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A multi-ethnic comparison of perceptions of forest recreation service qualityAuthor(s): Chieh-Lu Li; James D. Absher; Harry C. Zinn; Alan R. Graefe; Garry E. Chick
Source: Journal of Tourism and Leisure Studies 15(3): 213-238
Publication Series: Scientific Journal (JRNL)
Station: Pacific Southwest Research Station
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DescriptionThis study examines perceptions of service quality on an ethnically diverse national forest adjacent to a large metropolitan area, specifically looking for differences among whites, Hispanics, and Asians. Published studies of recreation and ethnicity have focused primarily on activity participation rates and patterns. The literature contains few cross–cultural comparisons of perceived service quality in a forest recreation setting. Data from a purposive convenience sample of recreationists (n = 1,075) visited Angeles National Forest, California, US, includes 444 whites, 312 Hispanics, and 319 Asians. The results reveal that compared to whites and Hispanics, Asians are most distinct in service quality ratings after controlling for generational effects. In particular, Asians tend to perceive lower service quality. The implications of these findings are discussed as they relate to the role of cultural values and service quality measurement in recreation management.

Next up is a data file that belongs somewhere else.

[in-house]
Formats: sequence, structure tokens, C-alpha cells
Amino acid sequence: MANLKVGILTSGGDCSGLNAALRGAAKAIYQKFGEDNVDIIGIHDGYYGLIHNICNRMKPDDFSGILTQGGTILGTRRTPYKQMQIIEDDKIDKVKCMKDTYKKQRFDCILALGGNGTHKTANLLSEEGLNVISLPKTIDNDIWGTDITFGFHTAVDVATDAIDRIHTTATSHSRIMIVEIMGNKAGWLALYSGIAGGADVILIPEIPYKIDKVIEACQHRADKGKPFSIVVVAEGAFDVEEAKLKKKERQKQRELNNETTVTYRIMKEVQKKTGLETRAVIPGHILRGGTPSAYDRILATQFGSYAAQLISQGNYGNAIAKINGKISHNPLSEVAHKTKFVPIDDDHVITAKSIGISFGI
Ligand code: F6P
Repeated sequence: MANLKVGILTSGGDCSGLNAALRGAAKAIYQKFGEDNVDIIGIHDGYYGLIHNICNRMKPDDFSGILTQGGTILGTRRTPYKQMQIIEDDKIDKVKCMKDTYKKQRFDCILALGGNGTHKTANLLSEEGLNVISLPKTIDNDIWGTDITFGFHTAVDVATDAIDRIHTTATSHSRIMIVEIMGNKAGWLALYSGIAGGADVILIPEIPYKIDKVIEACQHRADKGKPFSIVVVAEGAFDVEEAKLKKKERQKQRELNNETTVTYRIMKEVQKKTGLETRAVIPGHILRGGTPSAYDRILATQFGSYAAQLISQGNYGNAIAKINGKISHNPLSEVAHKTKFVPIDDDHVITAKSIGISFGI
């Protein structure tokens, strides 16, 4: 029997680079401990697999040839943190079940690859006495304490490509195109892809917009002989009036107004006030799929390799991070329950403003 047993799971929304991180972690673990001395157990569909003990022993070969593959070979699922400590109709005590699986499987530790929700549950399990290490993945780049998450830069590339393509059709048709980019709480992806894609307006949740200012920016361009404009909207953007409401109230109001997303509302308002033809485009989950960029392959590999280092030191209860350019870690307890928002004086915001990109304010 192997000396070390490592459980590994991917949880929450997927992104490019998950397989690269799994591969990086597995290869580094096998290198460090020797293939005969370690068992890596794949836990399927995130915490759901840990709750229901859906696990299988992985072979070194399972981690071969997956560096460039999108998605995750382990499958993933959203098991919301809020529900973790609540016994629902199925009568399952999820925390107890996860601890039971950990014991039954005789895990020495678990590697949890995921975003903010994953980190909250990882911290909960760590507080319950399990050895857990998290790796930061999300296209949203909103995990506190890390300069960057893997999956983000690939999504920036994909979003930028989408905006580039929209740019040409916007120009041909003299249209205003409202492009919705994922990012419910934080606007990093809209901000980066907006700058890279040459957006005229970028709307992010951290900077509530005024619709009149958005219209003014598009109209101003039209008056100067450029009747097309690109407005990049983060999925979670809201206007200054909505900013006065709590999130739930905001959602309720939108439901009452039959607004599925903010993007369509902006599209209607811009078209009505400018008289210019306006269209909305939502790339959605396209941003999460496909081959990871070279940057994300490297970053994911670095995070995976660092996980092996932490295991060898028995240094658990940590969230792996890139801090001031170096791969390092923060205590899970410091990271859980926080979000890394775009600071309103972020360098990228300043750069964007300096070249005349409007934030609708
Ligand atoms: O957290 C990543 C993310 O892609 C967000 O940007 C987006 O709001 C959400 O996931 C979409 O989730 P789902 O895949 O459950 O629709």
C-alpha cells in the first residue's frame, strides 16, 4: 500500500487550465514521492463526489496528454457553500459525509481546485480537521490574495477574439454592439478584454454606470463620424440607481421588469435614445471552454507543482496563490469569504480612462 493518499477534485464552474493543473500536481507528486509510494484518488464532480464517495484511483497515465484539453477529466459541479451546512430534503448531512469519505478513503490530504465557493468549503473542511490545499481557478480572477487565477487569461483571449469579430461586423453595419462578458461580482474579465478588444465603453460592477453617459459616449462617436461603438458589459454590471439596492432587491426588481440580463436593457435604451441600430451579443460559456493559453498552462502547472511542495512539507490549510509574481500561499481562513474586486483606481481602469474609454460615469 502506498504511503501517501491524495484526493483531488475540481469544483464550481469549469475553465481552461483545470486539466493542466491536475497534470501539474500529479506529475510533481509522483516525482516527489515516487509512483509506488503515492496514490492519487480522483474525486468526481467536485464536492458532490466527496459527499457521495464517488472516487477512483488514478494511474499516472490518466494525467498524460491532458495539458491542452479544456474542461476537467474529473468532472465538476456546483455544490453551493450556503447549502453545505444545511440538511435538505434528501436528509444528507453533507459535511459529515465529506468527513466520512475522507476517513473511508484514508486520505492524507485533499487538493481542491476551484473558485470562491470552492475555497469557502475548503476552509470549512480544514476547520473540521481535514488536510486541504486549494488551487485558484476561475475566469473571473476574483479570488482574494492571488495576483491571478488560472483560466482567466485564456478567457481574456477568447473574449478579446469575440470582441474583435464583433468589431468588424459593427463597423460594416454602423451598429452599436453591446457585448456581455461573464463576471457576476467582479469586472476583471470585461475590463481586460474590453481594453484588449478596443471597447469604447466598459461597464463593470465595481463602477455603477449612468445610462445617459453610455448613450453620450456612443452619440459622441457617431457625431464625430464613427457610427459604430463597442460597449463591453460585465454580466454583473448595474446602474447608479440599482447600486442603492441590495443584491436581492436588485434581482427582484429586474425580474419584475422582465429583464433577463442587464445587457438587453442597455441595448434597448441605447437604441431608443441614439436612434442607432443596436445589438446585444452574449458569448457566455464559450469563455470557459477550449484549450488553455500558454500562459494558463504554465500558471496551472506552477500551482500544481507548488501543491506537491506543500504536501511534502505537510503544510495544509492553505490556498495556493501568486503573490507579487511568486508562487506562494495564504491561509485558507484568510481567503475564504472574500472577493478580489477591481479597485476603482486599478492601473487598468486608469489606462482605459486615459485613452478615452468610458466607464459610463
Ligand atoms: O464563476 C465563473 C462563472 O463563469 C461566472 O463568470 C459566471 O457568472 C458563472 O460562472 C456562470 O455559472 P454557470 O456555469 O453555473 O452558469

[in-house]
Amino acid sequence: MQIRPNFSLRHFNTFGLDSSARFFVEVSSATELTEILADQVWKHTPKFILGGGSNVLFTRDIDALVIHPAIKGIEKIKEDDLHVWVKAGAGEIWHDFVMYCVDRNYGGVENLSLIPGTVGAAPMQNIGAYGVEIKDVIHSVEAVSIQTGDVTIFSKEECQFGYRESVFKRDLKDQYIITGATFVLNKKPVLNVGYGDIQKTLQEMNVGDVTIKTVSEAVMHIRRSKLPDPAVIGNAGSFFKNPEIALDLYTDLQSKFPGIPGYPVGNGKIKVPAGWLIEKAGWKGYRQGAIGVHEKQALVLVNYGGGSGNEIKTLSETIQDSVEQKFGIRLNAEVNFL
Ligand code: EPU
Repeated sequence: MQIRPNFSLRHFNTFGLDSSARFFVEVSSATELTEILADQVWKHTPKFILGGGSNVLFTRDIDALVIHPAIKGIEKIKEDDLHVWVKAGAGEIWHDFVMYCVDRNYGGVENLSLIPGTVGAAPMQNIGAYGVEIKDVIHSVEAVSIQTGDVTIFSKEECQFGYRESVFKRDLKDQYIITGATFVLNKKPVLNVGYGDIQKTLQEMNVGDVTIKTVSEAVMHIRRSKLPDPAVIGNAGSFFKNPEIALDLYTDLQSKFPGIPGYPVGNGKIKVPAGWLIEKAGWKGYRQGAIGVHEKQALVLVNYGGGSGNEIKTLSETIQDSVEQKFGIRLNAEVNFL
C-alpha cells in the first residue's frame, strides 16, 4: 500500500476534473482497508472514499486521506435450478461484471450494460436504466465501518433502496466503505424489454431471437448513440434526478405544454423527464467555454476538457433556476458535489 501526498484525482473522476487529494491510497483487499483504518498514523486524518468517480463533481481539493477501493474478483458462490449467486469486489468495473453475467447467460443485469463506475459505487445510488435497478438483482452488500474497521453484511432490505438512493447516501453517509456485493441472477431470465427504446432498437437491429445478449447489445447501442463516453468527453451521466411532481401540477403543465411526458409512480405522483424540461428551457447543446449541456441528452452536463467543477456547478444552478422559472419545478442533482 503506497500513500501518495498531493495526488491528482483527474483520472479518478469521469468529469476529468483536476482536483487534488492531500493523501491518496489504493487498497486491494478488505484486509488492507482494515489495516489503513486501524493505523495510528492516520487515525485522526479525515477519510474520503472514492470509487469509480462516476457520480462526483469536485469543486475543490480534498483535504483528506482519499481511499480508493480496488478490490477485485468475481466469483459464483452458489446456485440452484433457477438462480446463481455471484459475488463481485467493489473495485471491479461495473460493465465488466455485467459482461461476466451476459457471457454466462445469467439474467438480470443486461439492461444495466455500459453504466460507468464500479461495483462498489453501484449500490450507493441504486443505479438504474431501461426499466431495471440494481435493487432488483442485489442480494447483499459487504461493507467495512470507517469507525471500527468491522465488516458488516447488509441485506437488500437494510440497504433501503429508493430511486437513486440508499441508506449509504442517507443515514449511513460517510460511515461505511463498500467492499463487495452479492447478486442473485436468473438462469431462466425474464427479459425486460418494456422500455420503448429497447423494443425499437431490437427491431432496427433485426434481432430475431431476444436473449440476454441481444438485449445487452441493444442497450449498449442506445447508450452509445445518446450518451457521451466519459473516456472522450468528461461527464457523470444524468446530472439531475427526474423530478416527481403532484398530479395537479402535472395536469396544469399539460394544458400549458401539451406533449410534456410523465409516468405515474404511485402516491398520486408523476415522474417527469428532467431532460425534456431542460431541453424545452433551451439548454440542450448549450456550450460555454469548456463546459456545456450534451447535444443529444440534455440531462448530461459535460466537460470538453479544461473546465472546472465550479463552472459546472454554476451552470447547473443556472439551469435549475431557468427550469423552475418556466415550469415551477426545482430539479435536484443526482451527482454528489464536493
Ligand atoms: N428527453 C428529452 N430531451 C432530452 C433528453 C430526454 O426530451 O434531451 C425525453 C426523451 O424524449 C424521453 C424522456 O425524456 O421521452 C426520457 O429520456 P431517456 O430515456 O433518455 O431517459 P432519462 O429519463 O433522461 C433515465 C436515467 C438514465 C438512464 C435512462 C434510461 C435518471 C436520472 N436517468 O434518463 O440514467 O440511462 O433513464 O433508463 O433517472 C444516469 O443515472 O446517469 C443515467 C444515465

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CitationLi, Chieh-Lu; Absher, James D.; Zinn, Harry C.; Graefe, Alan R.; Chick, Garry E. 2010. A multi-ethnic comparison of perceptions of forest recreation service quality. Journal of Tourism and Leisure Studies 15(3): 213-238.
Keywordsperceptions of service quality, multi–ethnic, cultural values, forest recreation, generational effect
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